15 Sep 2014
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Historic Resident Fought for Pure Food Laws

Activist Alice Lakey protested unhealthy food production practices.

Historic Resident Fought for Pure Food Laws

The reason why the Food and Drug Administration exists can be traced, in part, to Cranford. One of the township's historic residents, Alice Lakey, significantly contributed to many of the consumer protections and food quality rules that are still in place today.

Lakey, (1857-1935), served in such organizations as the National Consumers League and the General Federation of Women's Clubs, working to drum up public opinion and effect change in widely unregulated industries.

She sent messages via snail mail and via telegram to share her passion for what was called the Pure Food Movement, in a successful attempt to gain public opinion for food safety legislation.

This was a time when food producers were not required to list the ingredients of their products. Instead, they were free to call a product one thing regardless of what the food actually contained. Food contamination, tampering, mislabeling and more was all very possible and dangerous; as novels such as Upton Sinclair's "The Jungle," illustrated. And as these books, which provided horrific descriptions of the meat and sausage industries, grew tremendously popular, the cries grew louder to regulate food production to ensure safety for consumers.

As the 20th century began, Lakey was among a growing group of grassroots organizers in women's and civic clubs hoping to effect change. Lakey was among the NCL leaders during this era, where those working on social justice initiatives were called Progressives or muckrakers. The Progressive Era began in the late 19th century; the NCL was formed in 1899 with the guiding principles of "working conditions we accept for our fellow citizens should be reflected by our purchases, and that consumers should demand safety and reliability from the goods and services they buy."

Lakey, alongside Katherine Wiley and Louis Brandeis of the New Jersey Consumers League, strongly supported such legislation as Meat Inspection Act of 1904 and the Pure Food and Drug Act of 1906, both considered groundbreaking laws in food safety.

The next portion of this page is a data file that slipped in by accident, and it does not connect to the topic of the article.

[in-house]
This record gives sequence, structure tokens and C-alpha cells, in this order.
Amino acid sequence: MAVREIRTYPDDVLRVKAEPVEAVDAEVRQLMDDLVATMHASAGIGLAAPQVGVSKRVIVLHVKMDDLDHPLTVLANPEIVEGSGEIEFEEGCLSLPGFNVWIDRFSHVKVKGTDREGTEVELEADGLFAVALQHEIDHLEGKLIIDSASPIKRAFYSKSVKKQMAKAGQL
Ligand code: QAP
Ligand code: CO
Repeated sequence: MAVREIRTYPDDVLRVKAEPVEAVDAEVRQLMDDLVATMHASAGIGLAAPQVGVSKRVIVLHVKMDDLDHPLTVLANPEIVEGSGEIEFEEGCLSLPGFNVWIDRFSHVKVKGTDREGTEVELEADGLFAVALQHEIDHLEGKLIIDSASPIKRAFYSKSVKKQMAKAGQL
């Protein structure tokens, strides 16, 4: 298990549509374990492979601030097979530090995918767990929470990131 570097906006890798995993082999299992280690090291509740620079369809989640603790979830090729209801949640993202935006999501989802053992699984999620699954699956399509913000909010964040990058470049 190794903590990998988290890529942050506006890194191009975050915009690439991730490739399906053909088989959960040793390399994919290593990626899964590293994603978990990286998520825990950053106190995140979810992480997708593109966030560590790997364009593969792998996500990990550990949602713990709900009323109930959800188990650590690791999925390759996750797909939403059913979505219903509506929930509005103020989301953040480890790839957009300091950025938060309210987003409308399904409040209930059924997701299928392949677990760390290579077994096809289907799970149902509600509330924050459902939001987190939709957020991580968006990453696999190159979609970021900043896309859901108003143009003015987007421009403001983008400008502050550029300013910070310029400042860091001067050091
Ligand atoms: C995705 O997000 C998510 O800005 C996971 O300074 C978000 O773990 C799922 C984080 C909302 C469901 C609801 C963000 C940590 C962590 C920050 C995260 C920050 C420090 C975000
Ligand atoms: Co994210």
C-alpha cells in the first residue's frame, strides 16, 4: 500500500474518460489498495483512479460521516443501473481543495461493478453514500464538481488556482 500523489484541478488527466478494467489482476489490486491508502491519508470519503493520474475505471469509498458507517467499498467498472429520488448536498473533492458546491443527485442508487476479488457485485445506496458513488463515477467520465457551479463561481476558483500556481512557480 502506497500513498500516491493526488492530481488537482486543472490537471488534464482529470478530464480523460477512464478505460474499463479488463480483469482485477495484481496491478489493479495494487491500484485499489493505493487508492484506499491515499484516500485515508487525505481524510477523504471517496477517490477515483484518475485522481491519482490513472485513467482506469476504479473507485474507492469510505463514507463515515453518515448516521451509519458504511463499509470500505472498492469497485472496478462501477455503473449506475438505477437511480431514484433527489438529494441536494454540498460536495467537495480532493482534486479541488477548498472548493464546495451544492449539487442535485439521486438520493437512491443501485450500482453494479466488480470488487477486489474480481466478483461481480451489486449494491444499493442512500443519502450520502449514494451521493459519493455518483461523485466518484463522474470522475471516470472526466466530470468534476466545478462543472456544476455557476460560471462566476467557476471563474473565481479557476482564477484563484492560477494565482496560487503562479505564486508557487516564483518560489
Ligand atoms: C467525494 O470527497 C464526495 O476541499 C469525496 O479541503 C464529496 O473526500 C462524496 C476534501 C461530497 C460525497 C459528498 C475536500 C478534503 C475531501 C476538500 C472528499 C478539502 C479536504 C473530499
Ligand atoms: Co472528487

The Pure Food and Drug Act, for example, forbade sales of habit-forming drugs and required that patients offer a prescription for consumption. Previously, drugs such as cocaine, heroin and cannabis were legally available over the counter. 

These laws also required inspection of meat production, and paved the way for the creation of the Food and Drug Administration.

According to the FDA's account of its history, "The Story of the Laws Behind the Labels" by FDA Historian Wallace F. Janssen, Lakey was one of the prime and most ardent supporters of these laws via the work of Harvey W. Wiley, head of the United States Division of Chemistry starting in 1883. Wiley oversaw a series of investigations and experiments on the food production practices at the time; a time when milk was still unpasteurized and ice was the main means of food preservation.

Lakey was among the essential individualizes credited with rallying the public behind Wiley's discoveries:

"Historians and Dr. Wiley himself credit the club women of the country for turning the tide of public opinion in favor of the "pure food" bill," Janssen writes. 

But the passage of these laws did not come as swiftly as one might think. Instead Lakey -- who was also a leader in the General Federation of Women's Clubs – and others struggled for a decade to gain the support for pure-food legislation.

According to the history of the GFWC, Lakey's work was tremendous. In 1906, she spearheaded a letter and telegram writing campaign, organizing supporters in a successful attempt to get the Pure Food and Drug Act to pass. According to the GFWC, Wiley would later say the bill's passing was due to the efforts of the GFWC: "Trust them [GFWC] to put the ball over the goal line every time."

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